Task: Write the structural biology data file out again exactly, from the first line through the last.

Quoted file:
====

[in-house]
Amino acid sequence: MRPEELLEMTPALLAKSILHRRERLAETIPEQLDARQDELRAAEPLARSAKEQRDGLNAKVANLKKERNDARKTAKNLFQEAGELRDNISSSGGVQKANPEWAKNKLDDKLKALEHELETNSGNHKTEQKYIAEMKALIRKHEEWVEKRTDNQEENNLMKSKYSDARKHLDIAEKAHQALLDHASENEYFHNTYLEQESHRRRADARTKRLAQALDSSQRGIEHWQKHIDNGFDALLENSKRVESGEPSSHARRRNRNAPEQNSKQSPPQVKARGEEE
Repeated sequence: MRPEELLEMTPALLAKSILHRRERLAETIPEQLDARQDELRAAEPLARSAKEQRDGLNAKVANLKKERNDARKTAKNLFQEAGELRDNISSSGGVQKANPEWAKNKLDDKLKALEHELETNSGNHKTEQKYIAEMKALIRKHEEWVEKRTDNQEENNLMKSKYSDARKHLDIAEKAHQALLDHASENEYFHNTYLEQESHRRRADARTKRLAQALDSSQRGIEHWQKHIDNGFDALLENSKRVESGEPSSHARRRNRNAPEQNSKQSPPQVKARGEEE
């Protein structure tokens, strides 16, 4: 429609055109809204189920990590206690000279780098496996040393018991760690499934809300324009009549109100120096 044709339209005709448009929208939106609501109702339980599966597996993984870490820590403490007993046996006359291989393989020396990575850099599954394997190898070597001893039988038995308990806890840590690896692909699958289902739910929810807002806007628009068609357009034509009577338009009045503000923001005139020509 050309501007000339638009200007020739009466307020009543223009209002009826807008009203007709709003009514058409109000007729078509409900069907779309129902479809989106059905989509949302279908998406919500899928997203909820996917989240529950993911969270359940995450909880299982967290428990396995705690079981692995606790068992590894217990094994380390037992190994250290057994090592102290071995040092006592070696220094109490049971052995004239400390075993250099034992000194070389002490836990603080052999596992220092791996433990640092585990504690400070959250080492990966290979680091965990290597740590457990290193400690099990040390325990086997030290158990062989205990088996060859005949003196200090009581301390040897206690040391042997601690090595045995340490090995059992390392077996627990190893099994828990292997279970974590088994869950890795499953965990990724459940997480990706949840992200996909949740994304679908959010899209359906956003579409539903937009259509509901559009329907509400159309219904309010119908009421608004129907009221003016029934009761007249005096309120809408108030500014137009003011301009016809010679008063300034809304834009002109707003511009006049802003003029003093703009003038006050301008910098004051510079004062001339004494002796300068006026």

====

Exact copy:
[in-house]
Amino acid sequence: MRPEELLEMTPALLAKSILHRRERLAETIPEQLDARQDELRAAEPLARSAKEQRDGLNAKVANLKKERNDARKTAKNLFQEAGELRDNISSSGGVQKANPEWAKNKLDDKLKALEHELETNSGNHKTEQKYIAEMKALIRKHEEWVEKRTDNQEENNLMKSKYSDARKHLDIAEKAHQALLDHASENEYFHNTYLEQESHRRRADARTKRLAQALDSSQRGIEHWQKHIDNGFDALLENSKRVESGEPSSHARRRNRNAPEQNSKQSPPQVKARGEEE
Repeated sequence: MRPEELLEMTPALLAKSILHRRERLAETIPEQLDARQDELRAAEPLARSAKEQRDGLNAKVANLKKERNDARKTAKNLFQEAGELRDNISSSGGVQKANPEWAKNKLDDKLKALEHELETNSGNHKTEQKYIAEMKALIRKHEEWVEKRTDNQEENNLMKSKYSDARKHLDIAEKAHQALLDHASENEYFHNTYLEQESHRRRADARTKRLAQALDSSQRGIEHWQKHIDNGFDALLENSKRVESGEPSSHARRRNRNAPEQNSKQSPPQVKARGEEE
């Protein structure tokens, strides 16, 4: 429609055109809204189920990590206690000279780098496996040393018991760690499934809300324009009549109100120096 044709339209005709448009929208939106609501109702339980599966597996993984870490820590403490007993046996006359291989393989020396990575850099599954394997190898070597001893039988038995308990806890840590690896692909699958289902739910929810807002806007628009068609357009034509009577338009009045503000923001005139020509 050309501007000339638009200007020739009466307020009543223009209002009826807008009203007709709003009514058409109000007729078509409900069907779309129902479809989106059905989509949302279908998406919500899928997203909820996917989240529950993911969270359940995450909880299982967290428990396995705690079981692995606790068992590894217990094994380390037992190994250290057994090592102290071995040092006592070696220094109490049971052995004239400390075993250099034992000194070389002490836990603080052999596992220092791996433990640092585990504690400070959250080492990966290979680091965990290597740590457990290193400690099990040390325990086997030290158990062989205990088996060859005949003196200090009581301390040897206690040391042997601690090595045995340490090995059992390392077996627990190893099994828990292997279970974590088994869950890795499953965990990724459940997480990706949840992200996909949740994304679908959010899209359906956003579409539903937009259509509901559009329907509400159309219904309010119908009421608004129907009221003016029934009761007249005096309120809408108030500014137009003011301009016809010679008063300034809304834009002109707003511009006049802003003029003093703009003038006050301008910098004051510079004062001339004494002796300068006026």